oaioai:ora.ox.ac.uk:uuid:90f2c35f-42ef-4ecb-87d9-daf7b2bce690

Why are good writers so rare? An evolutionary perspective on literature

Abstract

Evolutionary approaches to literature can take one of two directions. One is to ask what functions story-telling serves. The second is to ask what role cognitive mechanisms play in the production of story-telling. I argue that story-telling evolved as part of the group-bonding processes that are concerned primarily with limiting the freedom of movement of freeriders within society. I then examine the extent to which stories reflect the author's intuitive grasp of the evolutionary principles that underpin human behaviour. Finally, I examine the extent to which human social cognitive capacities constrain both audience and composer in the production of stories. I argue that, to be successful, story-tellers have to work at cognitive levels beyond the norm for adult humans, and this may explain why good story-tellers are rare even though the ability to appreciate stories is universal. I understand that an author's success may be determined both by his/her intuitive understanding of the evolutionary factors that ultimately drive human behaviour and by the extent to which he/she is able to work at the cognitive limits of the target audience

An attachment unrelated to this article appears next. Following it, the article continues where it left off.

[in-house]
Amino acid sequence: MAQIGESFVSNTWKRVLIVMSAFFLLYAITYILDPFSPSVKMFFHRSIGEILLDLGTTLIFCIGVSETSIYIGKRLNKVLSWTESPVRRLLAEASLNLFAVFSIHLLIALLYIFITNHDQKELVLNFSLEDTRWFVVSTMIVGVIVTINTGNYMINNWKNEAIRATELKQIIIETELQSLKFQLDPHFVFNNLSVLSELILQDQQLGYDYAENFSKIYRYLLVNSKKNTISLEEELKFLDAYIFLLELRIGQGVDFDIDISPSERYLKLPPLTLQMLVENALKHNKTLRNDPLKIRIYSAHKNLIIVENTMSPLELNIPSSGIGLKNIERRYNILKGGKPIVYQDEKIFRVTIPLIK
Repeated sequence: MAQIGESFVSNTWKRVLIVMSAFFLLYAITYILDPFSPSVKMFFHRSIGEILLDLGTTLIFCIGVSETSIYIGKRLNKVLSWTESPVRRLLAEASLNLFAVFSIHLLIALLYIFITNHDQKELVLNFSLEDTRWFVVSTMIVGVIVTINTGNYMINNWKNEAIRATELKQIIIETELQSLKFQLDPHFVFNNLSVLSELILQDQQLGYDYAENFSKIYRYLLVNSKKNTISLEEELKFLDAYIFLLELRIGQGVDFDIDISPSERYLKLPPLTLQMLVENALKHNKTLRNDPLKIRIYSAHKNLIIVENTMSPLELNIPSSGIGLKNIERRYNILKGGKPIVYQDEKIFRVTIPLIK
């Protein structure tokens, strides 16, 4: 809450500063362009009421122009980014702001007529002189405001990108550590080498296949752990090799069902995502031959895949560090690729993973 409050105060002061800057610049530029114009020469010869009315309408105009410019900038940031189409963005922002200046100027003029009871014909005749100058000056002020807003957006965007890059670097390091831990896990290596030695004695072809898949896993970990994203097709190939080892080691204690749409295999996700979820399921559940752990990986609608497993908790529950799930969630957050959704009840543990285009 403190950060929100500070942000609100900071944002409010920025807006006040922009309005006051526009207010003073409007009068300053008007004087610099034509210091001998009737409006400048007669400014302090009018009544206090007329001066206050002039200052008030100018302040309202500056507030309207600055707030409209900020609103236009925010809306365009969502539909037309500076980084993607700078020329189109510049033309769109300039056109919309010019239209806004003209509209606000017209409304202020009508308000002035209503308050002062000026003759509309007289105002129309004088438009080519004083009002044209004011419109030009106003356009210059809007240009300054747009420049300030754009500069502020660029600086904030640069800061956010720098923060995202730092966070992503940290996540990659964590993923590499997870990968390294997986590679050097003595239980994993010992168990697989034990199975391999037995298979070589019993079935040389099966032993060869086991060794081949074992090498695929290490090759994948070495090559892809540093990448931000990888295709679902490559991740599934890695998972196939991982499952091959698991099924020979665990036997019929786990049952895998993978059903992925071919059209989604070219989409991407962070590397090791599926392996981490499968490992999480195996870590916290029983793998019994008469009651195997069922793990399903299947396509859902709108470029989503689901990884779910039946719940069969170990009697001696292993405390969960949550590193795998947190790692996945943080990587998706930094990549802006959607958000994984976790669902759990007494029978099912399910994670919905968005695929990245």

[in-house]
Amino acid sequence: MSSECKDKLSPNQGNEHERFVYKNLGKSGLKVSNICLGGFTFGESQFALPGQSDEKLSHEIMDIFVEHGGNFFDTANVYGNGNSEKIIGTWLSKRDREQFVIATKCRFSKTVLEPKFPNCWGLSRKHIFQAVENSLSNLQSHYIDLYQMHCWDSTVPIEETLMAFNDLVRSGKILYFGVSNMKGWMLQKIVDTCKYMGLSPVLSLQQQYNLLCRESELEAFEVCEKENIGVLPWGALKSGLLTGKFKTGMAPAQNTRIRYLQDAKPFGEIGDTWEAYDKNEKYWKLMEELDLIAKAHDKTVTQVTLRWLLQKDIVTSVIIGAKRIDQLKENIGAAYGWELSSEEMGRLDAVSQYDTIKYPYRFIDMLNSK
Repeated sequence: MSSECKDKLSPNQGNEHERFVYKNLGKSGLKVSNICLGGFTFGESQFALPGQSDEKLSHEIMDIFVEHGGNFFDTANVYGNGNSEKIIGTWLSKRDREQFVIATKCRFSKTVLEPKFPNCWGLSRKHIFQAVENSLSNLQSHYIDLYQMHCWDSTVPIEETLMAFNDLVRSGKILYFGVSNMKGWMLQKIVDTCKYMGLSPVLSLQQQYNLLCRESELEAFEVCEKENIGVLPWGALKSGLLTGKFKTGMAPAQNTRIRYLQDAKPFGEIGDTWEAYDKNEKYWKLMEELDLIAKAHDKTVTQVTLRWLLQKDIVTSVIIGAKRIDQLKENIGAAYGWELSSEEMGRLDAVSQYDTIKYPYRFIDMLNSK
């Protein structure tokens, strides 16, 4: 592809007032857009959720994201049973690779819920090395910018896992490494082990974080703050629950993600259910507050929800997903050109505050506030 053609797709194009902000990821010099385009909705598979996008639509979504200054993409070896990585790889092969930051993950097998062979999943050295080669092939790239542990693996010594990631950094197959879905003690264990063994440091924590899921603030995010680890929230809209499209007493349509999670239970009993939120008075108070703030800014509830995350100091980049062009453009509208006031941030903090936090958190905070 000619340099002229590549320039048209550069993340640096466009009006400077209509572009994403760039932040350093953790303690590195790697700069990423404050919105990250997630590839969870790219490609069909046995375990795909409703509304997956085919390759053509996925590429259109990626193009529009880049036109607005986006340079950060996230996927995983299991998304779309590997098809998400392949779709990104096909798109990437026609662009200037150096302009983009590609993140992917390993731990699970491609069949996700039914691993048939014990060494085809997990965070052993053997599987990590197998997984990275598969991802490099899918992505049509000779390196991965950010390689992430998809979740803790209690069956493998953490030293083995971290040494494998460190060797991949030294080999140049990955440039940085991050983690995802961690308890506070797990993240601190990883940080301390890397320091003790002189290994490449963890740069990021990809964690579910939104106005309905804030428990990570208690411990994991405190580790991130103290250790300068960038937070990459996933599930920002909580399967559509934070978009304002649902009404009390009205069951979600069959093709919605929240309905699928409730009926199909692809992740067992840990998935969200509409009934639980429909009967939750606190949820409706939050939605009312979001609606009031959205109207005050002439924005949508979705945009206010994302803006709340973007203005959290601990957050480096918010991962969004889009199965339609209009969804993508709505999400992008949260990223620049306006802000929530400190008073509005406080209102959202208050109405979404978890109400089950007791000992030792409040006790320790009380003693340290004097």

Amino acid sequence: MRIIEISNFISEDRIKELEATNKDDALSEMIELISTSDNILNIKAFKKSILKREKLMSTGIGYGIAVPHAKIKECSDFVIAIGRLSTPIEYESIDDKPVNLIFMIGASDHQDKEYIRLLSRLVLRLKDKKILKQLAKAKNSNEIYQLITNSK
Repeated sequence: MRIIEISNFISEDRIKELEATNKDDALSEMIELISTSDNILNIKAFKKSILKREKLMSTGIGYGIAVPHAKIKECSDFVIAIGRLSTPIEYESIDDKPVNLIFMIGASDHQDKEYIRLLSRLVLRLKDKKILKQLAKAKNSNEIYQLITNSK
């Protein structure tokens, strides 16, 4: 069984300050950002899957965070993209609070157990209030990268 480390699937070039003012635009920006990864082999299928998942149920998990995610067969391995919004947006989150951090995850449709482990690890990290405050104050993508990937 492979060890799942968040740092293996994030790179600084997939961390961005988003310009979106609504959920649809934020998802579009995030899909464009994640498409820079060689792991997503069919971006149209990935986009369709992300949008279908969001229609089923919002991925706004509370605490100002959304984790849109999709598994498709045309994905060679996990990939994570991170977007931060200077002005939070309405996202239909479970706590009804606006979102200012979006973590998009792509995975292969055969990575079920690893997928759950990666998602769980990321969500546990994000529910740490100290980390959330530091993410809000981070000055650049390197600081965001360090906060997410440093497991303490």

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oaioai:ora.ox.ac.uk:uuid:90f2c35f-42ef-4ecb-87d9-daf7b2bce690Last time updated on 2/11/2012

This paper was published in Oxford University Research Archive.

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